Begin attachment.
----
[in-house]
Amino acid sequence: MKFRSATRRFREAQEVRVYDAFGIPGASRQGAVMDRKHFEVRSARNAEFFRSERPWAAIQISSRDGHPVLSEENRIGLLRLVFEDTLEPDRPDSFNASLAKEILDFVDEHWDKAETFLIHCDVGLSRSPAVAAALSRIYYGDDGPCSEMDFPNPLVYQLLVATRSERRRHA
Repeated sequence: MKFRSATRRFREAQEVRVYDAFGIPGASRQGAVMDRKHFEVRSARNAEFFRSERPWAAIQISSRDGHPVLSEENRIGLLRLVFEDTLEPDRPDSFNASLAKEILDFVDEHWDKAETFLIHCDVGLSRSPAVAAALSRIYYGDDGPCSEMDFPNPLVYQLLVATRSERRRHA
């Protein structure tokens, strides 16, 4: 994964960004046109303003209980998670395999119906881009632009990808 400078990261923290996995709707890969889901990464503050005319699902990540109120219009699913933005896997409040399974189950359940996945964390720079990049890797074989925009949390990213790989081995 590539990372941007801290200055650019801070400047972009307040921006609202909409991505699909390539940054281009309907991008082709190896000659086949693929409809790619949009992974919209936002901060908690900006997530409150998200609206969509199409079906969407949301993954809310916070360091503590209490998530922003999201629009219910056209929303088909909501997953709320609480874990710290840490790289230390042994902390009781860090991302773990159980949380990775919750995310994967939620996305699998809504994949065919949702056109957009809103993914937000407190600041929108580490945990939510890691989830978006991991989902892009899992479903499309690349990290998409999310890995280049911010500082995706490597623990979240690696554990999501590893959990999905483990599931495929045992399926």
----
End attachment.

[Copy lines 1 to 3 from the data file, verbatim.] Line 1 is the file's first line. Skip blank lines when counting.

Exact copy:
[in-house]
Amino acid sequence: MKFRSATRRFREAQEVRVYDAFGIPGASRQGAVMDRKHFEVRSARNAEFFRSERPWAAIQISSRDGHPVLSEENRIGLLRLVFEDTLEPDRPDSFNASLAKEILDFVDEHWDKAETFLIHCDVGLSRSPAVAAALSRIYYGDDGPCSEMDFPNPLVYQLLVATRSERRRHA
Repeated sequence: MKFRSATRRFREAQEVRVYDAFGIPGASRQGAVMDRKHFEVRSARNAEFFRSERPWAAIQISSRDGHPVLSEENRIGLLRLVFEDTLEPDRPDSFNASLAKEILDFVDEHWDKAETFLIHCDVGLSRSPAVAAALSRIYYGDDGPCSEMDFPNPLVYQLLVATRSERRRHA